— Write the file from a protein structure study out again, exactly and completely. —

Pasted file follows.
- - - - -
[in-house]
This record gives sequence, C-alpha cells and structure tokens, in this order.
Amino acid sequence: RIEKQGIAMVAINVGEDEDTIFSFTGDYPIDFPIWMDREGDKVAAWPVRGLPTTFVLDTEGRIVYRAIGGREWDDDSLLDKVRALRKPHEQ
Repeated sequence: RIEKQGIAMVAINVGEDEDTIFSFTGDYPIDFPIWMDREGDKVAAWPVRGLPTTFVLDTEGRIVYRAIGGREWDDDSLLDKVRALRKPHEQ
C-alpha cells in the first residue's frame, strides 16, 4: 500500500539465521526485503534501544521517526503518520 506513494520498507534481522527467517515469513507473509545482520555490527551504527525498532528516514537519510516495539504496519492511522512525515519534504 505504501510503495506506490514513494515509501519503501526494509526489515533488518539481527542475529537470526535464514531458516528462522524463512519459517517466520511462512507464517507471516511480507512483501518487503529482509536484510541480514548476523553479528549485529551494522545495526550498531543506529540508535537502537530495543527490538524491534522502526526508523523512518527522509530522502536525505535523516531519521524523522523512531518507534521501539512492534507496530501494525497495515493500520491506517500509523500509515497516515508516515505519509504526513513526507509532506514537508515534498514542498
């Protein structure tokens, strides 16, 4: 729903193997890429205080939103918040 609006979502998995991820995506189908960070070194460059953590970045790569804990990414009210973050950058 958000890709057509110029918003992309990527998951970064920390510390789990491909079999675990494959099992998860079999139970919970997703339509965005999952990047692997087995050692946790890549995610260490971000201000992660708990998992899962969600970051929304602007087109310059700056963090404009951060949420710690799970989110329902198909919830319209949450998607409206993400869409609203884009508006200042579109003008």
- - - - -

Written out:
[in-house]
This record gives sequence, C-alpha cells and structure tokens, in this order.
Amino acid sequence: RIEKQGIAMVAINVGEDEDTIFSFTGDYPIDFPIWMDREGDKVAAWPVRGLPTTFVLDTEGRIVYRAIGGREWDDDSLLDKVRALRKPHEQ
Repeated sequence: RIEKQGIAMVAINVGEDEDTIFSFTGDYPIDFPIWMDREGDKVAAWPVRGLPTTFVLDTEGRIVYRAIGGREWDDDSLLDKVRALRKPHEQ
C-alpha cells in the first residue's frame, strides 16, 4: 500500500539465521526485503534501544521517526503518520 506513494520498507534481522527467517515469513507473509545482520555490527551504527525498532528516514537519510516495539504496519492511522512525515519534504 505504501510503495506506490514513494515509501519503501526494509526489515533488518539481527542475529537470526535464514531458516528462522524463512519459517517466520511462512507464517507471516511480507512483501518487503529482509536484510541480514548476523553479528549485529551494522545495526550498531543506529540508535537502537530495543527490538524491534522502526526508523523512518527522509530522502536525505535523516531519521524523522523512531518507534521501539512492534507496530501494525497495515493500520491506517500509523500509515497516515508516515505519509504526513513526507509532506514537508515534498514542498
């Protein structure tokens, strides 16, 4: 729903193997890429205080939103918040 609006979502998995991820995506189908960070070194460059953590970045790569804990990414009210973050950058 958000890709057509110029918003992309990527998951970064920390510390789990491909079999675990494959099992998860079999139970919970997703339509965005999952990047692997087995050692946790890549995610260490971000201000992660708990998992899962969600970051929304602007087109310059700056963090404009951060949420710690799970989110329902198909919830319209949450998607409206993400869409609203884009508006200042579109003008």